A Lot or a Little?
What you will—and won't—find in this TV show.
The political climate in the Radlett household changes as the Fascist/Nationalist movement gain prominence in Europe. Characters become involved in The Spanish Civil War, or are influenced by Nazism.
Be grateful for what you have. Friendship can transcend family relationships or romantic involvement. Time is precious: don't wait around trying to please others. Follow your passion. Forgiveness is heavenly.
Positive Role Models
Frivolous, passionate, impulsive Linda is not a perfect role model by any means: she leaves a smoking trail of burned bridges behind her. But her peers admire her passionate all-or-nothing approach to life and her joie de vivre. Her devoted cousin Fanny is loyal and true, but her fidelity to Linda leaves her craving reciprocity. The complexities of female relationships are explored in this series. Linda and Fanny have a deep friendship that's pretty high on the girls-just-wanna-have-fun index. This is an upper class European-centric series set in the 1930's that lacks diversity. Linda's Father ("Fa") is a racist xenophobe who thinks educated women are a waste of time.
Violence & Scariness
A violent and domineering father prizes the entrenching tool that he used to kill a German soldier in World War I. He beats Fanny, calls her belittling names because she attends school, and stands in the garden with his bullwhips, cracking them in time to opera music. His brutality softens over time, and is reduced to farce, but he continues to rant against women, Catholics, "huns," "frogs," "dagos," and foreigners in general. He upends a table and threatens to beat his daughter while she is lying on the ground. Wartime scenes of refugee camps, bombing raids, and wreckage. A character attempts suicide.
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Sex, Romance & Nudity
Partial nudity in bathing scenes, in lingerie, and in bed. Kissing, implied sexual contact, moaning, dalliances in dressing rooms and in cupboards. A character says that she masturbates to the thought of Lady Jane Grey.
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Racist rants about "dagos," "huns," "frogs," and women set a violent tone. "Damn."
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Drinking, Drugs & Smoking
Wild drinking binges. Nearly all characters smoke cigarettes.
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Parents Need to Know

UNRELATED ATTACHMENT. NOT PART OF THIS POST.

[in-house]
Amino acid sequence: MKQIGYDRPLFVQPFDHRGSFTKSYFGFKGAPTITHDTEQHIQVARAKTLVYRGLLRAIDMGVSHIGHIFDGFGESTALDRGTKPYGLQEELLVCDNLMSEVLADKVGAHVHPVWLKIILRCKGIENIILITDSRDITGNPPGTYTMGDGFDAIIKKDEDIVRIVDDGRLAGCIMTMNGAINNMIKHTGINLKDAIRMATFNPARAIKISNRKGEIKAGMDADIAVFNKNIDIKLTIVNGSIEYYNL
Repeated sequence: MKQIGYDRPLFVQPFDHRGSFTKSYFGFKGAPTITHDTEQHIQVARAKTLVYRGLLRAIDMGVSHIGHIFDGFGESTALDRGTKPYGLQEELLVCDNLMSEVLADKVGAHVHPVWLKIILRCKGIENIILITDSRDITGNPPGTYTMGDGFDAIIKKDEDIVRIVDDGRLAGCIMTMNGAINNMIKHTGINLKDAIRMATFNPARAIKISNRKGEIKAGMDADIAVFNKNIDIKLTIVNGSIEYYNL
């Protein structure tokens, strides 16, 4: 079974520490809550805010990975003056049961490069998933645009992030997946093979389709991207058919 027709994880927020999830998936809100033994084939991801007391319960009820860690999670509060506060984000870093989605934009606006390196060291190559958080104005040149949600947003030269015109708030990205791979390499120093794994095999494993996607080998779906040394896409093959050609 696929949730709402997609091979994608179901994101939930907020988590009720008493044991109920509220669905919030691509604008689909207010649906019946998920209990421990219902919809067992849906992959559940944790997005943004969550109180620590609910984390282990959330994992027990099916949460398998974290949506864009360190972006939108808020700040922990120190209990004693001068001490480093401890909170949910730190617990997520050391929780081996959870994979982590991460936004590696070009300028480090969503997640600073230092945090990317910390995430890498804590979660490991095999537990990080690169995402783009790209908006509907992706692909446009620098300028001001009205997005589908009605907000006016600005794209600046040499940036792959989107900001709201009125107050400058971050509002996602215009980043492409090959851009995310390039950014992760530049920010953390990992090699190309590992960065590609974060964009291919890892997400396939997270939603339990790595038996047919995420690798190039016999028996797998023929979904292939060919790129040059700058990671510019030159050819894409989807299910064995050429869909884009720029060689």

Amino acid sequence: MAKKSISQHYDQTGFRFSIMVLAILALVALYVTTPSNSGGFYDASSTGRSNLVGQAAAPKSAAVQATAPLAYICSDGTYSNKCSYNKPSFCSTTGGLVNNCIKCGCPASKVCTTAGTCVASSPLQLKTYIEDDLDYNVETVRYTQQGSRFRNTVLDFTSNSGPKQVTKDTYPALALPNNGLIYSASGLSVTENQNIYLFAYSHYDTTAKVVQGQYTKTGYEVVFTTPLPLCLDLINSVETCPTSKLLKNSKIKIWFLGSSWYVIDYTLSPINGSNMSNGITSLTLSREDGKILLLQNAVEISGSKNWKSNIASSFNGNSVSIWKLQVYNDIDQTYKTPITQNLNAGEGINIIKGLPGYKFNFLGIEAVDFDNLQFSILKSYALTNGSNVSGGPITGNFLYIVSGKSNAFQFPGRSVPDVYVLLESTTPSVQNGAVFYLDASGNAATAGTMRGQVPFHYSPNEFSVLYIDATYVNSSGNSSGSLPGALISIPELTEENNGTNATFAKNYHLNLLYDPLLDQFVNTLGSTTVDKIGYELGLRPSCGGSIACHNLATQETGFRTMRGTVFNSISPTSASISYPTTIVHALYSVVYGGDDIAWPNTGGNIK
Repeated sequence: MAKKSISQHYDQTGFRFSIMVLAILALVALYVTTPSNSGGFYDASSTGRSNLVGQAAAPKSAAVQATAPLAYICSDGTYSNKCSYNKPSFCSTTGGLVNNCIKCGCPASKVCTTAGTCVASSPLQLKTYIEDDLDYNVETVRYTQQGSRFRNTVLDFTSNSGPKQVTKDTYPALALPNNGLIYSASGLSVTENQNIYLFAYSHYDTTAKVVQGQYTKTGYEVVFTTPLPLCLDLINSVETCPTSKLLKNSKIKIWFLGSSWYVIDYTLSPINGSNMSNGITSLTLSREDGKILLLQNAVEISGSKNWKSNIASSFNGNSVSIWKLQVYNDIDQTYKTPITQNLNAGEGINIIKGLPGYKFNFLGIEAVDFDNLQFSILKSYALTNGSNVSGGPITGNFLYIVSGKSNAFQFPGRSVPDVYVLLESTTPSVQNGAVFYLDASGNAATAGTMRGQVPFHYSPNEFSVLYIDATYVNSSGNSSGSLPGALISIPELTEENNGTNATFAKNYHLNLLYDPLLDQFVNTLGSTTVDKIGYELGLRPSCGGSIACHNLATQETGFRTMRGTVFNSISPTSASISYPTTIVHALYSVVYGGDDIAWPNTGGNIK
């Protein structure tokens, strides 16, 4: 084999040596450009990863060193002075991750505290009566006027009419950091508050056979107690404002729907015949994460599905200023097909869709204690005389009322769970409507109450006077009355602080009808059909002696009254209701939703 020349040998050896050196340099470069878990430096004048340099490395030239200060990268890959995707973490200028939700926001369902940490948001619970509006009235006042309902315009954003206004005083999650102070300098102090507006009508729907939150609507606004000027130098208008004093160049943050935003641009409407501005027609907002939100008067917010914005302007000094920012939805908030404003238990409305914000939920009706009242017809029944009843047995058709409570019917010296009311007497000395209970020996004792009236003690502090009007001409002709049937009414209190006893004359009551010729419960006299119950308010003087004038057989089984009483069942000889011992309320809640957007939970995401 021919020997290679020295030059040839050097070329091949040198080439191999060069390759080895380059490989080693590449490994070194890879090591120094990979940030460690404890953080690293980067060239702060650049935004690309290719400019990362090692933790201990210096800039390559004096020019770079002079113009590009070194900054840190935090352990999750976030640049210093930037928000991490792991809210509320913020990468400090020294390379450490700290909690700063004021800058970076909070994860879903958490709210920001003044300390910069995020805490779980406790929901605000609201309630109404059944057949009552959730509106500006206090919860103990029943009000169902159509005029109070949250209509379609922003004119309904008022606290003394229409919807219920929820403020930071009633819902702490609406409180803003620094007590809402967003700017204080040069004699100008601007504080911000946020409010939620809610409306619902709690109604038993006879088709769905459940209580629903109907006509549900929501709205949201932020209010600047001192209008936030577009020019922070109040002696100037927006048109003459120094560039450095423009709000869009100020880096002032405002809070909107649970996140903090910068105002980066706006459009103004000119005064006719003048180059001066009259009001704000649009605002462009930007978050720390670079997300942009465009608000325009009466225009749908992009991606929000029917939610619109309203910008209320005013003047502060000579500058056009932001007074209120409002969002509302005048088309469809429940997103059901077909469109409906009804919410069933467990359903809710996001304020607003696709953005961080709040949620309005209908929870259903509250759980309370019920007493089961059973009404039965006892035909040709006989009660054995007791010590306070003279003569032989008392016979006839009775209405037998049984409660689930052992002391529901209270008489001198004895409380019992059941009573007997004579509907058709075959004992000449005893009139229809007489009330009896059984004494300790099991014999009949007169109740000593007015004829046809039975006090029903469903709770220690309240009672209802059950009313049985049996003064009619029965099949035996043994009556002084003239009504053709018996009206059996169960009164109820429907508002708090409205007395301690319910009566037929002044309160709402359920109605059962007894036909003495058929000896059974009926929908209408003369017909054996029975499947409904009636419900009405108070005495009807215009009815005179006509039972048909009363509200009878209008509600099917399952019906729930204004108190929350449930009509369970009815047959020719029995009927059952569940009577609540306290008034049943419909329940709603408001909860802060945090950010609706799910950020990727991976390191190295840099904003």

Parents need to know that The Pursuit of Happiness is a miniseries based on Nancy Mitford's 1945 comic novel. Set against a 1930s upper-class British backdrop, this period piece focuses on the friendship of two cousins who survive rocky, if privileged, upbringings and explore the meaning of life as they see it. The father figure is a violent, wrathful man, whose racist, sexist, and xenophobic leanings are made light of (and played for comic effect). But the ripples of his rage are felt by his children who escape his dominance by attempting suicide, joining foreign armies, or obsessing over men they hardly know. A character makes light of the fact that she loathes her child, abandoning her, and calling her names. Scenes with partial nudity and sexual encounters are implied or briefly shown, but aren't graphic. Some wartime sights of bombed out neighborhoods and refugee camps are shown. Drinking and smoking in excess are common among socialites in this show who explore the madcap '30s nightlife.
Is It Any Good?
At times delightfully madcap and laugh-out-loud funny, at times frustratingly self-conscious and even cruel, this period piece has charming moments. The Pursuit of Love successfully brings to life the swirling, passionate, political feeling of 1930's Europe, thanks in large part to the rollercoaster range of James, who plays Linda. Her obsession with the man of the moment, or her political cause-du-jour, feels as focused as it is fleeting. Foiled by her serious, loyal, and grounded cousin and friend Fanny, Linda finds herself "lost" without Fanny, that is, until the next man shows up.
Though "Fa," Linda's father, is played to comic effect by Dominic West, his words don't go unnoticed by the females in the household. His rants about the perils of educating women, insults about his niece's body, and his violent rages against his children, might rattle sensitive viewers. Also distracting is the contemporary music played in momentous scenes, jangling the historical vibe. Jump-cut edits and montages tend toward the heavy handed. The ending falls a little flat after so much noise, color, and culture. But the ensemble's performances -- Fanny's subtle eyebrow raises, Linda's over-the-top hot and cold tantrums, and The Bolter's wry comic jabs, can effectively delight viewers who overlook the boorish behaviors of the era. Fun, escapist fare exists in this series for viewers who want to delve into a story about the intricacies of female friendship.
Did we miss something on diversity?
Research shows a connection between kids' healthy self-esteem and positive portrayals in media. That's why we've added a new "Diverse Representations" section to our reviews that will be rolling out on an ongoing basis. You can help us help kids by suggesting a diversity update.